#43 Caithness Horizons

My name is Sara Donaldson and I would like to adopt Caithness Horizons.

Pictish Stones (photograph courtesy of Caithness Horizons)

Pictish Stones (photograph courtesy of Caithness Horizons)

Tell us a bit more about yourself

I live in the very far north of Scotland, in a place called Caithness, although I’m originally a Yorkshire lass. I am a bit of a jack-of-all trades… I was a librarian, then my relocation north facilitated my move into freelance genealogy, indexing and more recently editing, which I love. When I’m not working I can be found tinkering with crafts, at Thurso Players drama group, or just looking out of my living-room window watching the sea roll by with Orkney in the distance.

Tell us a bit more about your adopted museum
My adopted museum is Caithness Horizons, in Thurso, Caithness. It’s situated in a beautiful Victorian building which was originally the Town Hall. It is open all year round, with free entry, contains a museum of local artefacts (including two very important Pictish stones), gallery space, café, shop, and houses the Caithness Family History Society. It also has an information area about Dounreay, a nuclear power station located in the county. The museum’s exhibits range from Caithness pre-history to its Viking and Pictish inhabitants, and all the way through to the modern day.

Why have you chosen to adopt this museum?
Caithness Horizons has managed to change the face of the Town Hall, from a run down building into a place where the community can see its past, at the same time as embracing its future. Not a dusty museum at all, there are meeting spaces available, the gallery regularly highlights local art and the café entices people in and allows them to relax. Many people are unaware of the rich heritage of the North of Scotland, often overlooked as a stopping off point to Orkney, but Horizons offers a glimpse at what the county has to offer. Behind the scenes a lot of hard work and dedication has created the museum, and with a film created to show the visitor life in Caithness, the museum manages to stay relevant to the present day, and not a stagnant artefact of a bygone age.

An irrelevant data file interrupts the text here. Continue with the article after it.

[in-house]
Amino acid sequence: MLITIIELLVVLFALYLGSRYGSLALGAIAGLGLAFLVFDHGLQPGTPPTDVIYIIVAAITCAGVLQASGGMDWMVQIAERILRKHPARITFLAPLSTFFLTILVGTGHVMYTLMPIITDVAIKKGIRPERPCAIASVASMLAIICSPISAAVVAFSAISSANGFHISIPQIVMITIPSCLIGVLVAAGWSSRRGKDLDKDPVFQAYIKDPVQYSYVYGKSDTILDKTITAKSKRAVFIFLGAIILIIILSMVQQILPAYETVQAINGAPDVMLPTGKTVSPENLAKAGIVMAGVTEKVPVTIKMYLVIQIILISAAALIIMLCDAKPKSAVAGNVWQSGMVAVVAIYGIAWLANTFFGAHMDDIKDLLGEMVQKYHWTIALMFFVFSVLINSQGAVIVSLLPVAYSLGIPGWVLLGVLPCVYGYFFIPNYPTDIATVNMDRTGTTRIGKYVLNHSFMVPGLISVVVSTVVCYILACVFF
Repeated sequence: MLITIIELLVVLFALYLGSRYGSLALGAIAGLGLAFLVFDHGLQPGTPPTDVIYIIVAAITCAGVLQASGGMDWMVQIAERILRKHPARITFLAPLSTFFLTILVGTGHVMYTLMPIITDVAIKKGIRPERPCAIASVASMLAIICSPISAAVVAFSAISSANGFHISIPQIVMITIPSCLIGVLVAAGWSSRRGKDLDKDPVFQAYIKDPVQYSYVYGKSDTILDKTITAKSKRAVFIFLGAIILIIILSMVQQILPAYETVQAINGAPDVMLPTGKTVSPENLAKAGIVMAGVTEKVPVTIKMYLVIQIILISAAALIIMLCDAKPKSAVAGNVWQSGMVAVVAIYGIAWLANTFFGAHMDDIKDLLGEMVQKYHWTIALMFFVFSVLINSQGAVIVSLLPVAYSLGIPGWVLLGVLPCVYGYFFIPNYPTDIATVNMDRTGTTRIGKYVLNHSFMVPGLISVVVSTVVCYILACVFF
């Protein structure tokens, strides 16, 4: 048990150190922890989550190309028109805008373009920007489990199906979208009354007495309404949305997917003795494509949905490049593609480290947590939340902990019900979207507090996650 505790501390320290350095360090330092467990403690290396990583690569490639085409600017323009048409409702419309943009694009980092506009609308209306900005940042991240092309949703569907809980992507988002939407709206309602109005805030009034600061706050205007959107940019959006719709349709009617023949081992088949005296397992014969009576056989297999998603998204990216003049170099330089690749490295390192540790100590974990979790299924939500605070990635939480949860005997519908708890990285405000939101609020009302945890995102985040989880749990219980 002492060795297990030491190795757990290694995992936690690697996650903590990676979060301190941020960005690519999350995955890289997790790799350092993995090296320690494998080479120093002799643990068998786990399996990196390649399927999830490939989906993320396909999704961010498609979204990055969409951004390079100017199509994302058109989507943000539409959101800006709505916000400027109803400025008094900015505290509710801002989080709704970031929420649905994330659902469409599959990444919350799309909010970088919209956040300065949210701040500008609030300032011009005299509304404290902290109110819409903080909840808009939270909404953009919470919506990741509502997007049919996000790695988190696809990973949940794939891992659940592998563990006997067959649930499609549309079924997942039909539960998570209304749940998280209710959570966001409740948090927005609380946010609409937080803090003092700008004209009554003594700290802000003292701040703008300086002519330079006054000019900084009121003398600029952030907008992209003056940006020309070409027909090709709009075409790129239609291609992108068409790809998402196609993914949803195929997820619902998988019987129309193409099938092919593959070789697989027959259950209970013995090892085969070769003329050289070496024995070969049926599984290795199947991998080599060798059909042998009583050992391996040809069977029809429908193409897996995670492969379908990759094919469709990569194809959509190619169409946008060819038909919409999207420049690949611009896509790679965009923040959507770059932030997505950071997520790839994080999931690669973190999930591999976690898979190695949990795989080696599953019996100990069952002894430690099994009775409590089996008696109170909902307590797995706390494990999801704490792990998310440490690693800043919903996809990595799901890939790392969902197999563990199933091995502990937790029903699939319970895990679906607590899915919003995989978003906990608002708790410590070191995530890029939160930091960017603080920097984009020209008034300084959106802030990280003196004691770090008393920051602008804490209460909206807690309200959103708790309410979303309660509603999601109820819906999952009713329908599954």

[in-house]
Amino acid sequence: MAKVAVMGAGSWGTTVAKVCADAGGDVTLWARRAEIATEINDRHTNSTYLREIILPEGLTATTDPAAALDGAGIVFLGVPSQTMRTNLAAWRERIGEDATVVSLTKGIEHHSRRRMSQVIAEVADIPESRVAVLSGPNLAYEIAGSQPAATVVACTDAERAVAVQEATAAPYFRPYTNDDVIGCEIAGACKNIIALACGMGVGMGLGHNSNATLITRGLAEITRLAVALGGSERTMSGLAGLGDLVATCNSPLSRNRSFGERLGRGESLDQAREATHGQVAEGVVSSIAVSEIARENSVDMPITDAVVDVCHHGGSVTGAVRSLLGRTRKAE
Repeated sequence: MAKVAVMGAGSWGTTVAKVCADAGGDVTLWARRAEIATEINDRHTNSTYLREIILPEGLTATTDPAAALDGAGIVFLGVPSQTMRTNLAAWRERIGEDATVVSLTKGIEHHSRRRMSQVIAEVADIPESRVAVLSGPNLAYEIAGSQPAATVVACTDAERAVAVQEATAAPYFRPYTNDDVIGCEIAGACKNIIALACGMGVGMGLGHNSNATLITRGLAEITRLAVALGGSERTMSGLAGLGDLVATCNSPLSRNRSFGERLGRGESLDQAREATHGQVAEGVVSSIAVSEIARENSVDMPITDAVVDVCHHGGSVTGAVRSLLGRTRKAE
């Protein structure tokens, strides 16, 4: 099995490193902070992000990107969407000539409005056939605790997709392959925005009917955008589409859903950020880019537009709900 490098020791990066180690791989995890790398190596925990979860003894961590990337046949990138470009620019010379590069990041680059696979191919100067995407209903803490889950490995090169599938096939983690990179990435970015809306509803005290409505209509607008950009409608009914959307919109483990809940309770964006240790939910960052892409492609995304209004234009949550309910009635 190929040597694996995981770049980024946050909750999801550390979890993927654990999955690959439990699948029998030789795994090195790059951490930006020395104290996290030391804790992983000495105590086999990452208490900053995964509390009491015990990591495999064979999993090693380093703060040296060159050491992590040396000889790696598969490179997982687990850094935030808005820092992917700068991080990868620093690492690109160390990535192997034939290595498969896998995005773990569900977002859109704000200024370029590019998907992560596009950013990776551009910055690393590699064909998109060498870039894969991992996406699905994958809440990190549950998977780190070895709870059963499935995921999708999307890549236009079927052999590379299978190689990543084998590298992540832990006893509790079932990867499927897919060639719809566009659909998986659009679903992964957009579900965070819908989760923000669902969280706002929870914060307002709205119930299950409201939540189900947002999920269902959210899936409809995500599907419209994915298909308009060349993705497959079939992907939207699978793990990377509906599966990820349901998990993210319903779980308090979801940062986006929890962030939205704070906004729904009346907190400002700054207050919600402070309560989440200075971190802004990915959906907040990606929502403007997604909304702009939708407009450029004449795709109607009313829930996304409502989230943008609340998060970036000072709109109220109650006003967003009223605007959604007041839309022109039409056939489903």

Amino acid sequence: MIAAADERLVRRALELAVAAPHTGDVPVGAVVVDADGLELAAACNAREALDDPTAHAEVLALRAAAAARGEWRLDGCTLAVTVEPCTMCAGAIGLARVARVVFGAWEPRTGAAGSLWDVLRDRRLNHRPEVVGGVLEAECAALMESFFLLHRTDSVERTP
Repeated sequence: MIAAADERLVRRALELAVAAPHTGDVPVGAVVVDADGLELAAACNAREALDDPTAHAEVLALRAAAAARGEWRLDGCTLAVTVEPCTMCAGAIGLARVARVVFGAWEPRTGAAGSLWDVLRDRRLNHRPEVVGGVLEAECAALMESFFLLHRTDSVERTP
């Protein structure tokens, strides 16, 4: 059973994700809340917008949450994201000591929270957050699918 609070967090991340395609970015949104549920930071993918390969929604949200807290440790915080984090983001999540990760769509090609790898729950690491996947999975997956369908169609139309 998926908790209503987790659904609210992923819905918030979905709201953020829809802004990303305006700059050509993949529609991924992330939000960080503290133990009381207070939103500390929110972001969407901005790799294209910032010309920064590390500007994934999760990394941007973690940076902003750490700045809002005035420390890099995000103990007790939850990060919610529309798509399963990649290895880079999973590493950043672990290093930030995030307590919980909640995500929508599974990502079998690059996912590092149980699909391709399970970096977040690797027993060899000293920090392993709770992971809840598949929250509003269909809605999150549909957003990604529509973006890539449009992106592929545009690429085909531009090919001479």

Why would you recommend people visit?
Caithness Horizons is a fascinating building, with plenty to keep visitors to the area happy, but it’s also a busy place where you will meet the locals. It’s certainly not stuffy or lifeless. Robert Dick’s collection of flora and fauna is impressive, as are the archaeological artefacts, and you can sit in a chair in the museum and listen to old reminiscences told in the local dialect. The history of Thurso isn’t forgotten either. As you enter the door, look to your left and you are greeted by two Pictish carved standing stones, you don’t have to be interested in history to be impressed. These have been painstakingly preserved and must be two of the finest examples in the country. Why would I recommend people visit? Because Caithness is an undiscovered gem, and, along with other wonderful museums in the county, Caithness Horizons opens up the history and culture of the area in a way that is accessible to everyone (and you can have a damn fine cup of tea when you’re finished).

How would you sum up your museum in three words?
Modern, vibrant, relevant

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